An ultrasonic vapor degreaser has two solvent-filled sumps (the boil sump and the cold sump which is filled with clean, distilled condensate solvent and is often used for rinsing). Near the top of the degreaser is a set of cooling coils, that catches the vapor before it escapes from the unit. It cools and condenses it back to its liquid form and flows it back to a clean condensate tank and finally it goes back to the boil sump or the rinse tank. Since oil and grease boil at a higher temperature than for chlorinated solvents, the vapor caused by the now oil mixed solvent, only vaporizes the clean chlorinated solvent not the dirty oil, if the temperature settings are correctly set. Therefore only clean vapor is used to clean parts.
Liquid vapor degreasing with solvent has been an accepted method of precision cleaning for over 50 years. It incorporates washing, rinsing, drying, and solvent reclamation in compact, cost-effective unit. This alone makes it a very attractive process for many production cleaning applications.
Degreasing and the Environment
Environmental concerns raised in the last decade have changed both the chemistry and hardware technology for degreasing. Solvents have been modified or replaced to eliminate ozone depletion potential and other hazards. Equipment designs and operating processes have been totally re-engineered to reduce solvent losses to near zero. All Branson solvent degreasers meet NESHAP regulations, Environmental Protection Agency directives, and other applicable regulations.
The Solvent Advantage
There are many benefits provided by solvent degreasing. Key among these are:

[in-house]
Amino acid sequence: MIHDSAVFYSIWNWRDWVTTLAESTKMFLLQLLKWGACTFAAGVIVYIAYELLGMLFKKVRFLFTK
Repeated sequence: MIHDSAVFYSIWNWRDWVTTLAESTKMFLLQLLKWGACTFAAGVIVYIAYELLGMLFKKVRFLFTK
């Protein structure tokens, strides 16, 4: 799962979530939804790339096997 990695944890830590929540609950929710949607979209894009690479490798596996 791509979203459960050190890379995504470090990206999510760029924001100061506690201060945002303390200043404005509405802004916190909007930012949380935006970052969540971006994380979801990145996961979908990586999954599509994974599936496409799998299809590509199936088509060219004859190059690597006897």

- No process chemistry to mix or maintain
- Solvent is reclaimed automatically in the unit - no significant waste stream
- Few process variables to be managed
- Very easy and cost effective to automate
- Results are not operator dependent
- Cost effective to purchase and operate
- Typically smaller footprint
A Simple Process
Perhaps the most attractive aspect of liquid vapor degreasing as a cleaning technology is the simplicity of the process itself:
- Parts are placed in a basket or carrier
- They are moved into the vapor zone (A) for pre-cleaning with hot vapors
- Then parts are transferred to the precision cleaning sump (B) for ultrasonic cleaning
- Parts cooled in the cleaning sump are returned to the hot vapor zone (A) for final rinsing
- A final stop in the freeboard area (C) allows any residual solvent vapors to return to the vapor zone
Branson's full line of precision ultrasonic vapor degreasers have been designed to operate with a broad range of commercially available solvents. This includes many of the traditional materials like methylene chloride, trichlorethylene, and perchloroethylene. They are also suitable for use with newer solvents like HCFC, HFC, HFE, n-propyl bromide, and others.